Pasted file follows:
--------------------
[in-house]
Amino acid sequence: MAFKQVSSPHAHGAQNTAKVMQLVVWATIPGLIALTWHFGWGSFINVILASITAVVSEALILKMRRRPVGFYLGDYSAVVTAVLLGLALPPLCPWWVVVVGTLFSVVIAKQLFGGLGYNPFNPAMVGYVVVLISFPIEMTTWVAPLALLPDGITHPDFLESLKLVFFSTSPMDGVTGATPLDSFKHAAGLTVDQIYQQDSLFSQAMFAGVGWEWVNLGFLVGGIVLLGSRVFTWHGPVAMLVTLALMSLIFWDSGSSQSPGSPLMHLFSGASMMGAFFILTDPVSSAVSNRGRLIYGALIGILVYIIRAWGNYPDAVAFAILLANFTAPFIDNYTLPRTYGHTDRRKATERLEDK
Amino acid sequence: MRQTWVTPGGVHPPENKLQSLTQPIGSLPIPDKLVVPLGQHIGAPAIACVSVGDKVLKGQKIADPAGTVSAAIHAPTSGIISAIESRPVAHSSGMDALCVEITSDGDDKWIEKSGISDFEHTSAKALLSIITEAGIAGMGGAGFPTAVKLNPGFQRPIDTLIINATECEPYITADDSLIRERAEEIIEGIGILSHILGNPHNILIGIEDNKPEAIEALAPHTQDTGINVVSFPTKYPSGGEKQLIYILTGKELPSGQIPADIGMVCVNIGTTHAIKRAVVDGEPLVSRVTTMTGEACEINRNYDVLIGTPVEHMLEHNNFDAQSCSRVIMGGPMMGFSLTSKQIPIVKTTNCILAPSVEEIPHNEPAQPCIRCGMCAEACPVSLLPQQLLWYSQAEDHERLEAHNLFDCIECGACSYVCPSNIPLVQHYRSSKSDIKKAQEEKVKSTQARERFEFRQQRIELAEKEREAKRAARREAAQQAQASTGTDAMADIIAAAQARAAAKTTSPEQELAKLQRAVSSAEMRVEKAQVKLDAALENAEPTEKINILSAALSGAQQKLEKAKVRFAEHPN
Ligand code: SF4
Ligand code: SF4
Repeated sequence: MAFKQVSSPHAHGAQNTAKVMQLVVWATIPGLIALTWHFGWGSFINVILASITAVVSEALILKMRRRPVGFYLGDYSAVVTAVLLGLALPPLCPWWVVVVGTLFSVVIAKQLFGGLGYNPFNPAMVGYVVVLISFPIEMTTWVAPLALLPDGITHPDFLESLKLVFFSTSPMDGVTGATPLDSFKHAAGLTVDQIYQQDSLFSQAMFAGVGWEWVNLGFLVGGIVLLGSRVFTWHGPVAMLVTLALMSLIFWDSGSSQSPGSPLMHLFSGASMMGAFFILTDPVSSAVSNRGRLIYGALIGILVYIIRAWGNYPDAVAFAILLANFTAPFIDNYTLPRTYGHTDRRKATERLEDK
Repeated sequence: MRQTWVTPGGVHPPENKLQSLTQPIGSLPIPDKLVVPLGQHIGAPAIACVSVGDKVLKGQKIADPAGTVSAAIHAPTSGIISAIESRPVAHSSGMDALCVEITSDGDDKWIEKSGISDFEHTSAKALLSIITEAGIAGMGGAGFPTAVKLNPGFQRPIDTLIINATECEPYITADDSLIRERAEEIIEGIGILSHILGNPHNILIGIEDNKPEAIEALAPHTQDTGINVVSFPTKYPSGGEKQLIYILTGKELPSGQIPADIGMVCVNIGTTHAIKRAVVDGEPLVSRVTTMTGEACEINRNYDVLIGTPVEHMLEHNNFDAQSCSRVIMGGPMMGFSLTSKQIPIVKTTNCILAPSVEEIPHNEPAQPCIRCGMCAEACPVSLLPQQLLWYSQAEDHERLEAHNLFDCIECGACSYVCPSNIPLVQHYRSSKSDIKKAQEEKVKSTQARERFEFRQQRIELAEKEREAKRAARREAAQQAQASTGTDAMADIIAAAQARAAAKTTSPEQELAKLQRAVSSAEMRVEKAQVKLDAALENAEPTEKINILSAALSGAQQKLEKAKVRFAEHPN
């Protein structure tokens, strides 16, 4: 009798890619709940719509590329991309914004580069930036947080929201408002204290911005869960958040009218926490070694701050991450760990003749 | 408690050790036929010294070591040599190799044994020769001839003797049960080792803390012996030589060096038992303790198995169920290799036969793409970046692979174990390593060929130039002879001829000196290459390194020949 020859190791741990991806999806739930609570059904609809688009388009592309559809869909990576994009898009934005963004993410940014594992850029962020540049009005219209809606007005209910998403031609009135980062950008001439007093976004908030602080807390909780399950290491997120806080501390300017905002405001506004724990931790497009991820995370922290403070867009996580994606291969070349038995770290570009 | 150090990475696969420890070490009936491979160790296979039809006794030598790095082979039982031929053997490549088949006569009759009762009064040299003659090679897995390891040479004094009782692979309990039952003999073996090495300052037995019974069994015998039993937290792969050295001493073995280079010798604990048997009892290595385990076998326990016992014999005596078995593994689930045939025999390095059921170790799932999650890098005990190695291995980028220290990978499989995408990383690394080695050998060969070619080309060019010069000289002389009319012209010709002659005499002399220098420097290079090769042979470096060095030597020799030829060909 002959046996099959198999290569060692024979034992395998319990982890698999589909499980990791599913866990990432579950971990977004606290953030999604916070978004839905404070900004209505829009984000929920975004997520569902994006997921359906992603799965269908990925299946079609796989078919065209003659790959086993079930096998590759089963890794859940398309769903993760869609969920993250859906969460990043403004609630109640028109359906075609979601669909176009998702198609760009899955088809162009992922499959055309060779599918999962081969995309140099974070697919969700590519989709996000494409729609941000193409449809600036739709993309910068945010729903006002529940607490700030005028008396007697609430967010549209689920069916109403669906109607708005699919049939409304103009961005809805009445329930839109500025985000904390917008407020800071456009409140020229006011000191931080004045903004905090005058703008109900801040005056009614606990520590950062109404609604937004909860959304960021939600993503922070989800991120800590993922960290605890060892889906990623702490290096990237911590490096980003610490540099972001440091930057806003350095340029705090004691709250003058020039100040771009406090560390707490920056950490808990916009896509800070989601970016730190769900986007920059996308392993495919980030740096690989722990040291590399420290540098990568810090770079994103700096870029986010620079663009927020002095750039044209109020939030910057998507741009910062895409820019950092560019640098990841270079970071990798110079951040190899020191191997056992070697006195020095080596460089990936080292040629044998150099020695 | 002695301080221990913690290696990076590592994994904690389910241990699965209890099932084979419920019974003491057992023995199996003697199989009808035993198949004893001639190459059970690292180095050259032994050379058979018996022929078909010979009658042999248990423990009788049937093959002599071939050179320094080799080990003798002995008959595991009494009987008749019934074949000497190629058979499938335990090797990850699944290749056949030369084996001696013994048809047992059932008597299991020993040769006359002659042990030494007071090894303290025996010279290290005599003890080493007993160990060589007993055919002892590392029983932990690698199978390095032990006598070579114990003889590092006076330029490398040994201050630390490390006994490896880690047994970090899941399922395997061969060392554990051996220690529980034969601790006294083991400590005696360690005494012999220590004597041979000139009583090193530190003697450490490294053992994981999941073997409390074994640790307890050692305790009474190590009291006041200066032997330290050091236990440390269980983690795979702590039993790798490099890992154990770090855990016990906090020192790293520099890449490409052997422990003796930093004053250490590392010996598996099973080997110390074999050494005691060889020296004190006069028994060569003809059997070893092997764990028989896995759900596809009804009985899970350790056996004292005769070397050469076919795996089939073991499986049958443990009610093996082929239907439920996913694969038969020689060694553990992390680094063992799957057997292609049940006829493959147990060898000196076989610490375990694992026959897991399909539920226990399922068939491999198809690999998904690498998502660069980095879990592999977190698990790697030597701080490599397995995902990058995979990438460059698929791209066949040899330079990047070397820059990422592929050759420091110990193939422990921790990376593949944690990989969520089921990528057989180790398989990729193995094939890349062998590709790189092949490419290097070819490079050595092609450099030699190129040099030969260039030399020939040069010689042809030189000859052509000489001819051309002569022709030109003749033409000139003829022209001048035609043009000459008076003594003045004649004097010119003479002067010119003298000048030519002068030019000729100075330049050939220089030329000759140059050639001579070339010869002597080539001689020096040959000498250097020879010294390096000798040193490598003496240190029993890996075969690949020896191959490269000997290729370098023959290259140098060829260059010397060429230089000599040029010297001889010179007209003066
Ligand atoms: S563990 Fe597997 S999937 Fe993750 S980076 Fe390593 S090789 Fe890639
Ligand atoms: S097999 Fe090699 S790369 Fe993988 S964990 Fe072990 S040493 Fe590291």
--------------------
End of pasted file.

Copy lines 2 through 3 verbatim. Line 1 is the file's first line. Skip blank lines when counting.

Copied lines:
Amino acid sequence: MAFKQVSSPHAHGAQNTAKVMQLVVWATIPGLIALTWHFGWGSFINVILASITAVVSEALILKMRRRPVGFYLGDYSAVVTAVLLGLALPPLCPWWVVVVGTLFSVVIAKQLFGGLGYNPFNPAMVGYVVVLISFPIEMTTWVAPLALLPDGITHPDFLESLKLVFFSTSPMDGVTGATPLDSFKHAAGLTVDQIYQQDSLFSQAMFAGVGWEWVNLGFLVGGIVLLGSRVFTWHGPVAMLVTLALMSLIFWDSGSSQSPGSPLMHLFSGASMMGAFFILTDPVSSAVSNRGRLIYGALIGILVYIIRAWGNYPDAVAFAILLANFTAPFIDNYTLPRTYGHTDRRKATERLEDK
Amino acid sequence: MRQTWVTPGGVHPPENKLQSLTQPIGSLPIPDKLVVPLGQHIGAPAIACVSVGDKVLKGQKIADPAGTVSAAIHAPTSGIISAIESRPVAHSSGMDALCVEITSDGDDKWIEKSGISDFEHTSAKALLSIITEAGIAGMGGAGFPTAVKLNPGFQRPIDTLIINATECEPYITADDSLIRERAEEIIEGIGILSHILGNPHNILIGIEDNKPEAIEALAPHTQDTGINVVSFPTKYPSGGEKQLIYILTGKELPSGQIPADIGMVCVNIGTTHAIKRAVVDGEPLVSRVTTMTGEACEINRNYDVLIGTPVEHMLEHNNFDAQSCSRVIMGGPMMGFSLTSKQIPIVKTTNCILAPSVEEIPHNEPAQPCIRCGMCAEACPVSLLPQQLLWYSQAEDHERLEAHNLFDCIECGACSYVCPSNIPLVQHYRSSKSDIKKAQEEKVKSTQARERFEFRQQRIELAEKEREAKRAARREAAQQAQASTGTDAMADIIAAAQARAAAKTTSPEQELAKLQRAVSSAEMRVEKAQVKLDAALENAEPTEKINILSAALSGAQQKLEKAKVRFAEHPN